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Data Sheet—Tuesday, November 1, 2016

November 1, 2016, 12:49 PM UTC

There was a time when the tech industry had its own version of Henry Ford’s famous saying that he didn’t care what color customers painted their cars, as long they chose black. Beige was the color of choice for early PCs. Boxy was the preferred shape.

This was before a concept known as design thinking took hold. It’s a school of thought that means many things but most importantly that the needs of end users should be paramount when designing products. It’s an important idea in that design thinking can lead all sorts of people in all sorts of functions to make goods and services people will want to buy.

Several academic centers have arisen to teach design thinking, most prominently at Stanford (the famous “”), as well as Yale and Georgia Tech. That prominence started to gnaw at a great entrepreneur and moneymaker, Tom Siebel, who graduated from the University of Illinois at Urbana-Champaign—my alma mater, too. Siebel is funding a new, $50 million design-thinking-focused institute at the university that he hopes will be a place many disciplines can come together. “The big trend at universities is interdisciplinary efforts,” says Siebel, noting that graduate and advanced research programs like medicine and bioengineering have benefited from the trend. “The design school is the undergraduate version of interdisciplinary thinking.” (Siebel is putting up half the money.)

Siebel sold his namesake software company to Oracle 11 years ago. His current company, formerly C3 Energy, has executed a “pivot” of late, rebranding itself C3 IoT. Its software connects and monitors all the “things” connected electronically on corporate and government networks. Siebel, who is 63 and says the company is “really fun,” says C3 IoT has raised a total of $200 million in capital, most recently a $70 million investment from private equity firm TPG.

Being nimble enough to go from “customer relationship management software” to energy monitoring to keeping track of sensors connected to the Internet is quite a feat. So is giving back to a public university in the Midwest that gave him his start.

Have a well-designed day.

Adam Lashinsky



Network equipment company Brocade could be the next to go. The company's stock rose 22% Monday to an annual high after Bloomberg reported it's in "advanced" talks with a potential buyer. Brocade, which posted about $2.3 billion in sales last year, is much smaller than its fiercest rival Cisco. (Bloomberg, Investor's Business Daily)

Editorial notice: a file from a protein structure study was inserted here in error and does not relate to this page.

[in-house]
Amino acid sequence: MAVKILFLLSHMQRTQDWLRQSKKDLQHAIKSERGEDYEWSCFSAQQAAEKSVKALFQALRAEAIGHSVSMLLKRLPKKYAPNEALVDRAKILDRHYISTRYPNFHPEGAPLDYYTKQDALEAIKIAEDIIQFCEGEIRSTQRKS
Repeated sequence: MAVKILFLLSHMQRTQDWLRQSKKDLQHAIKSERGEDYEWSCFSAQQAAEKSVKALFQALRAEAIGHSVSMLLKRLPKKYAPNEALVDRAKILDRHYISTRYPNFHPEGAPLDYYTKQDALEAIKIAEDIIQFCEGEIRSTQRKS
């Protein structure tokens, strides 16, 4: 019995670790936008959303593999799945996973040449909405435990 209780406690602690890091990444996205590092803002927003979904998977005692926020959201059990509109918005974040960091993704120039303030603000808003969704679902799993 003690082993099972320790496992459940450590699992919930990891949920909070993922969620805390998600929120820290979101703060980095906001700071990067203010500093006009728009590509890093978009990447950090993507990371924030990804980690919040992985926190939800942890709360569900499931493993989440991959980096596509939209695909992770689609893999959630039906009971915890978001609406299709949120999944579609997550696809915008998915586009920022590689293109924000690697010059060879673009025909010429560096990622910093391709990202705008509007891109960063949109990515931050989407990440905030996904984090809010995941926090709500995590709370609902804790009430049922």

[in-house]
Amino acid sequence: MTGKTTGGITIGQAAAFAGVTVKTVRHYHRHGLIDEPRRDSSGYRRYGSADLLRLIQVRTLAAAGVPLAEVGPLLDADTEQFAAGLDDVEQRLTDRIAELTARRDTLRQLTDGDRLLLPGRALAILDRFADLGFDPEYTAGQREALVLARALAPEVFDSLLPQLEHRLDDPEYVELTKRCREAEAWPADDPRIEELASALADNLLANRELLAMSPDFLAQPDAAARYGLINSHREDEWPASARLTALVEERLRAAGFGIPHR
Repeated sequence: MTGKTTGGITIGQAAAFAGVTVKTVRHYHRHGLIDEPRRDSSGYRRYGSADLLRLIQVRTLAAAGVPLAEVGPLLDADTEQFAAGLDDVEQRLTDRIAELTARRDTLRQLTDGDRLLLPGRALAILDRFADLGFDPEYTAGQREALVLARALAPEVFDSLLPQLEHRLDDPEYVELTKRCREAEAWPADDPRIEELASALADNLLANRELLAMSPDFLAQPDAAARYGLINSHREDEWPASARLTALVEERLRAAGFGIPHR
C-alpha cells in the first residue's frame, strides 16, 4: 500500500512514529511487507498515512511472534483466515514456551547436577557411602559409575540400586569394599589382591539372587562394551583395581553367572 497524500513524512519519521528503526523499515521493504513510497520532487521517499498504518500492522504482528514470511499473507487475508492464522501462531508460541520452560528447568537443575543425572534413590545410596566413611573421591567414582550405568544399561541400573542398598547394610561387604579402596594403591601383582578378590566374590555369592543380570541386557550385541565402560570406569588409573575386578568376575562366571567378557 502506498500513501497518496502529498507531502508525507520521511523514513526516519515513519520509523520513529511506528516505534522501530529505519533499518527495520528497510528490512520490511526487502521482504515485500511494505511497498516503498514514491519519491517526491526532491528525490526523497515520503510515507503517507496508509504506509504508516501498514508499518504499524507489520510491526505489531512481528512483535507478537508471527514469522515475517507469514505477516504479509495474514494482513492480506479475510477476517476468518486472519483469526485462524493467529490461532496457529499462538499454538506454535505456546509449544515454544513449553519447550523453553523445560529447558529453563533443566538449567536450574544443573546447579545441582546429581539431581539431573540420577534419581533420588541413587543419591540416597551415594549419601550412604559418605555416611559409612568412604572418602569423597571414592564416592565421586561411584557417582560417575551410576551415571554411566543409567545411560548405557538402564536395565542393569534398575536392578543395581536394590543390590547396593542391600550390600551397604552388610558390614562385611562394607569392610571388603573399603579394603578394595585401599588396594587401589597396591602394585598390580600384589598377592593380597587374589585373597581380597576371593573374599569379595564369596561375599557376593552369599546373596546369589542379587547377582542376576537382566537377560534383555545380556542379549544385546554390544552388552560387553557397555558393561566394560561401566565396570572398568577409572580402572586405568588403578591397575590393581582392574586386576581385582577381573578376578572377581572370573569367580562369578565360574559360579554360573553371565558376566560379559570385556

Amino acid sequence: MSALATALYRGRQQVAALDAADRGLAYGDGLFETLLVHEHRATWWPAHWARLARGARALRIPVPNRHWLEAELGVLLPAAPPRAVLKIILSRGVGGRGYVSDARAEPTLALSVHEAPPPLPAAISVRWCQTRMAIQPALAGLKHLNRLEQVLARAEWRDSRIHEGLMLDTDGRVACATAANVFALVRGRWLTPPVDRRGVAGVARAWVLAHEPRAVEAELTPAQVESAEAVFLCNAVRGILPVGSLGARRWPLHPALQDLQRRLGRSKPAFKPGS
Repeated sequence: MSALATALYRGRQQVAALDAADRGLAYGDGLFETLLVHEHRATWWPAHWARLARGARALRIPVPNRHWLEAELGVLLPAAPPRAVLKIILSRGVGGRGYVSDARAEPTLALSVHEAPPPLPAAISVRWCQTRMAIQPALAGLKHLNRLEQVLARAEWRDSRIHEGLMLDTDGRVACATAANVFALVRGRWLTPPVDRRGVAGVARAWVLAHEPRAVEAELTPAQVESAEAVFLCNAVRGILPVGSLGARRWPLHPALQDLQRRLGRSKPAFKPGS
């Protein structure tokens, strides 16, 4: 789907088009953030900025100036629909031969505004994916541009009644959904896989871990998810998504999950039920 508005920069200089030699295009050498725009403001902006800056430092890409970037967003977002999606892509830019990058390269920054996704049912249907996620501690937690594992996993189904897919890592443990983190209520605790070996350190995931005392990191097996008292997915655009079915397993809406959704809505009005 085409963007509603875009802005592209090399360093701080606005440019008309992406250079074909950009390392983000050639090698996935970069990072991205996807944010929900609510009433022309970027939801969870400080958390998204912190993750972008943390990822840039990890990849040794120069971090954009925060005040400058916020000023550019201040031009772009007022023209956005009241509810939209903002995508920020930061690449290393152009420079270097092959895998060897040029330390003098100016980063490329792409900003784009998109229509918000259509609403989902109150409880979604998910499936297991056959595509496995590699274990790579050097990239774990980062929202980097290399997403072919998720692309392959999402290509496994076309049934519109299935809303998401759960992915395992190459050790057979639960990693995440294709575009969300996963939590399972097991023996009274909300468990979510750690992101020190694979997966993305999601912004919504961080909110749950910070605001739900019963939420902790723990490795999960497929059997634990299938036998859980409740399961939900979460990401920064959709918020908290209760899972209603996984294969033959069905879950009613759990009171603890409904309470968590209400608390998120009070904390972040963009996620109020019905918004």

Palantir gets another shot at big government contract. The data analytics and security software firm sued the U.S. Army for a chance to design the next phase of its military command systems. The original requirements made it tough for outsiders to bid, a position that Palantir successfully challenged. The contract could be worth millions of dollars. (Bloomberg, Fortune)

The tablet market is shrinking again. Global shipments slipped almost 15% to 43 million in the third quarter, according to International Data Corp. Apple is still the share leader (about 22%), followed by Samsung, despite the company's smartphone recall debacle. (Fortune)

BlackBerry scores driverless car deal with Ford. The once-great smartphone company is recasting itself as a maker of highly secure software for Internet of things, including vehicles. (Reuters)

Xerox settles lawsuit that threatened break-up plan. The copier company is spinning its business process outsourcing business into a separate company. Xerox's largest individual shareholder Darwin Deason had issues with the original terms. (Reuters)

Keep an eye on this help desk software company. FreshDesk, which has more than 80,000 customers including Cisco and Toshiba, on Tuesday disclosed $55 million in Series F funding. The new round brings its total backing to $150 million. (VentureBeat)


Salesforce exec defects to style site Stitch Fix. Engineer Cathy Polinski most recently led the cloud software company's search strategy as a senior vice president. She'll act as chief technology officer for her new employer, a five-year-old venture founded by San Francisco entrepreneur Katrina Lake. (Stitch Fix)


How Apple is disappointing fans. Apple’s event last week to unveil new laptops and some improvements to its TV set-top box software were underwhelming on multiple levels. Now some are questioning whether Apple’s fundamental strategies for the two markets are running aground as well. Fortune's Aaron Pressman weighs in.


Level 3 Investors to Get Big Payday With CenturyLink Acquisition,
by Aaron Pressman

Trello Claims 17 Million Fans for Popular Project Software, by Barb Darrow

Giphy Has Almost No Revenue But Is Worth $600 Million, by Mathew Ingram

Google Warns of an 'Actively Exploited' Microsoft Windows Bug,
by Robert Hackett

Delivery Startup Postmates Raises $140 Million, by Kia Kokalitcheva


Why PayPal co-founder Peter Thiel is a staunch supporter of Donald Trump. Speaking at the National Press Club in Washington on Monday, the Silicon Valley billionaire dismissed most of the Republican Presidential candidate's most outrageous comments as hyperbole. “No matter how crazy this election seems, it is less crazy than the condition of our country,” Thiel said. (Fortune)

This edition of Data Sheet was curated by Heather Clancy.
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